RCW 36.82.130 requires competitive bidding on all items of equipment costing in excess of five hundred dollars which are paid for by the county road fund. RCW 36.77.060 authorizes expenditures under twenty-five thousand dollars for construction of county roads by day labor, rather than contracts by competitive bids.  This provision is subject to a publication requirement.  RCW 36.77.070.  None of these statutes is applicable to the Lewis county project.

            In 1941 this office advised the Yakima county prosecuting attorney that Yakima county could construct a one‑hundred-thousand-dollar addition to the county jail by means other than contract if (1) the item was included in the budget, and (2) the public works statutes (now contained in chapter 39.04 RCW) were complied with.  We shall assume that the board of county commissioners has complied with the budget law.

            RCW 39.04.010 defines "municipality" as including every county.  "Public work" is defined to include "all work, construction, alteration, repair or improvement other than ordinary maintenance executed at the cost of the state or any municipality, * * *"

            "'Contract' means a contract in writing for the execution of public work for a fixed or determinable amount duly awarded after advertisement and competitive bid;"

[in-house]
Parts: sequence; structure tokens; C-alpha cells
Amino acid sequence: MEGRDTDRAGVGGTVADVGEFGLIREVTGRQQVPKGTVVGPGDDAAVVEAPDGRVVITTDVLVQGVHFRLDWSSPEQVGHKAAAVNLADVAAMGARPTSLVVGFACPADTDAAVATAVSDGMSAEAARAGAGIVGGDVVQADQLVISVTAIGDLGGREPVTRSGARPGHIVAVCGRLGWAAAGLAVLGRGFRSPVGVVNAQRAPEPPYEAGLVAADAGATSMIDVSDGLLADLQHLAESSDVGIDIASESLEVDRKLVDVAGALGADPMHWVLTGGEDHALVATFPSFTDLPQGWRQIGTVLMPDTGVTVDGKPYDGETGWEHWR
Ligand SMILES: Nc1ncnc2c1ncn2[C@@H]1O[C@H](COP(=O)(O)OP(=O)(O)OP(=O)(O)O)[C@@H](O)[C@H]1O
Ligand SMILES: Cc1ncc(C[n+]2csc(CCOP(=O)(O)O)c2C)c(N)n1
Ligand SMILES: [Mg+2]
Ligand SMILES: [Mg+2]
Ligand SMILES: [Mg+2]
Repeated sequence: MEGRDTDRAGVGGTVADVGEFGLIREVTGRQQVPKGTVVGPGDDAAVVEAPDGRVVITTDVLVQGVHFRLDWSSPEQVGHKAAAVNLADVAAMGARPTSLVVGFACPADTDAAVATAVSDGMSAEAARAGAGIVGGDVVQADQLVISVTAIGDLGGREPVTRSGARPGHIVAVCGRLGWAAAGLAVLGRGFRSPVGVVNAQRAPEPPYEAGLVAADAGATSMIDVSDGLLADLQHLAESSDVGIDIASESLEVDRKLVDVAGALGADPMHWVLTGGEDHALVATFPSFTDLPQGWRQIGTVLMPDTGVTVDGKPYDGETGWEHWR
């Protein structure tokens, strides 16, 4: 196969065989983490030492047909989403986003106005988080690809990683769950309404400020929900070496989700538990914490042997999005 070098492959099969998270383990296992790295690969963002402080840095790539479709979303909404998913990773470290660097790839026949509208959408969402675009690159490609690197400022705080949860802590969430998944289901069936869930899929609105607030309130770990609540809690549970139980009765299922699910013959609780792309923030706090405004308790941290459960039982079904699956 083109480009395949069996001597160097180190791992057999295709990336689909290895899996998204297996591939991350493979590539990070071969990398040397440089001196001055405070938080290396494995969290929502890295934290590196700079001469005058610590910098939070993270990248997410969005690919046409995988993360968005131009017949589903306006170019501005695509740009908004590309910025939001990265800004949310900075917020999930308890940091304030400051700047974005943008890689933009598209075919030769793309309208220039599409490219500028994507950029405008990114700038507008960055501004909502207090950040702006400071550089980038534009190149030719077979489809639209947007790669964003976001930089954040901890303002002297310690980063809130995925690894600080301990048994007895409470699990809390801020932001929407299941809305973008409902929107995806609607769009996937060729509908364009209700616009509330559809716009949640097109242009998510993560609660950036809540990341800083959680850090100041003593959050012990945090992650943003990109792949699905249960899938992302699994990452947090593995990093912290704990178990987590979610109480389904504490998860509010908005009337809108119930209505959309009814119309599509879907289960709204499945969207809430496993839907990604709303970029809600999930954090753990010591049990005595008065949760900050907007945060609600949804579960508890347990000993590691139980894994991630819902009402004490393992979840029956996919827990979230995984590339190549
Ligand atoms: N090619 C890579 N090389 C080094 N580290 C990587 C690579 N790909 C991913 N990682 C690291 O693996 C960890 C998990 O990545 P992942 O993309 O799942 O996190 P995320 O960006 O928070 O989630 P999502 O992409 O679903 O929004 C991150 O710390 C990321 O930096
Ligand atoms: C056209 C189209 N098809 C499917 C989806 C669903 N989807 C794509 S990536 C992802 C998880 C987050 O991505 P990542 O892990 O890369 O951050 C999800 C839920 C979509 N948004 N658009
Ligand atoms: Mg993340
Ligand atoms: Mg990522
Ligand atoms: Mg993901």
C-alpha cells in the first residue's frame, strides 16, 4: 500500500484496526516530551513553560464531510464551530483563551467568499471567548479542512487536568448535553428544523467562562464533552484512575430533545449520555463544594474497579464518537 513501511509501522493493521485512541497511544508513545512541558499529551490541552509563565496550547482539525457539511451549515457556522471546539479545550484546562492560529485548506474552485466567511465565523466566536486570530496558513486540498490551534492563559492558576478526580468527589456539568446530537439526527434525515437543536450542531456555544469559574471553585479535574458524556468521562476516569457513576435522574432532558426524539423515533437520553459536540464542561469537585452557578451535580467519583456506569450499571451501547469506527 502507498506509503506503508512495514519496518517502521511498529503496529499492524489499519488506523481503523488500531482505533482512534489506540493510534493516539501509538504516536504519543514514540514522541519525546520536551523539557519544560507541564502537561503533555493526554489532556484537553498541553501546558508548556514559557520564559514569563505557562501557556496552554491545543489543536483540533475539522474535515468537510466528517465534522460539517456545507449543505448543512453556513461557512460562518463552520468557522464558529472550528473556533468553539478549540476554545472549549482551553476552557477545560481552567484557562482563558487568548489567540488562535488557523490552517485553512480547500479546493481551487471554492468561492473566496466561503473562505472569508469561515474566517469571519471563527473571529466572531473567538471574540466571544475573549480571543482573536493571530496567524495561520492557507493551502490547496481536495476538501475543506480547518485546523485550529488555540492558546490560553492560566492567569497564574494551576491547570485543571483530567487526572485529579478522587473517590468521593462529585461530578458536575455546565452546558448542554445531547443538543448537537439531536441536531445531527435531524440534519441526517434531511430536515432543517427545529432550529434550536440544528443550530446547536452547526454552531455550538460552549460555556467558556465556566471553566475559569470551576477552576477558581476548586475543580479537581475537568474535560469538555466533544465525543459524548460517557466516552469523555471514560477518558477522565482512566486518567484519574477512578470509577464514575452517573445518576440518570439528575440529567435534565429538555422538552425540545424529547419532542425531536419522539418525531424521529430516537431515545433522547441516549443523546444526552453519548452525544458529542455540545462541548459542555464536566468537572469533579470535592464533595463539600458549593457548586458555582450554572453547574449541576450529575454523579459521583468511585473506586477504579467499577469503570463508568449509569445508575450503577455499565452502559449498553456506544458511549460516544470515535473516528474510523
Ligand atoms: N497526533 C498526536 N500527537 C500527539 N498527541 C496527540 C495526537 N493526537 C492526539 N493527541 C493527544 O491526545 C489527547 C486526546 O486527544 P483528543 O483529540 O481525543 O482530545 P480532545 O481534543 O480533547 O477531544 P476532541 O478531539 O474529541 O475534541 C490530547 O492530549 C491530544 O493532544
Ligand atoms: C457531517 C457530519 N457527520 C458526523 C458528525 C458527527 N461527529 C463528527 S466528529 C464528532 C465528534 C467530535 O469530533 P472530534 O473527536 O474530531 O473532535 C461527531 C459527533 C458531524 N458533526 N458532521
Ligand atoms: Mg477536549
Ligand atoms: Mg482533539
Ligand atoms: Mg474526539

RCW 39.04.020 provides as follows:

            "Whenever the state or any municipality determines that any public work is necessary to be done it shall  [[Orig. Op. Page 3]] cause plans and specifications thereof and an estimate of the cost of such work to be made and filed in the office of the director, supervisor, commissioner, trustee, board, or agency having by law the authority to require such work to be done."

            RCW 39.04.030 provides in part:

            "If the state or municipality determines that it is necessary or advisable that such work shall be executed by any means or method other than by contract, and it shall appear by such estimate that the probable cost of executing the work will exceed the sum of twenty-five hundred dollars, then the state or municipality shall at least fifteen days before beginning work cause such estimate, together with description of the work, to be published at least once in a newspaper of general circulation in the county in which the work is to be done: * * *"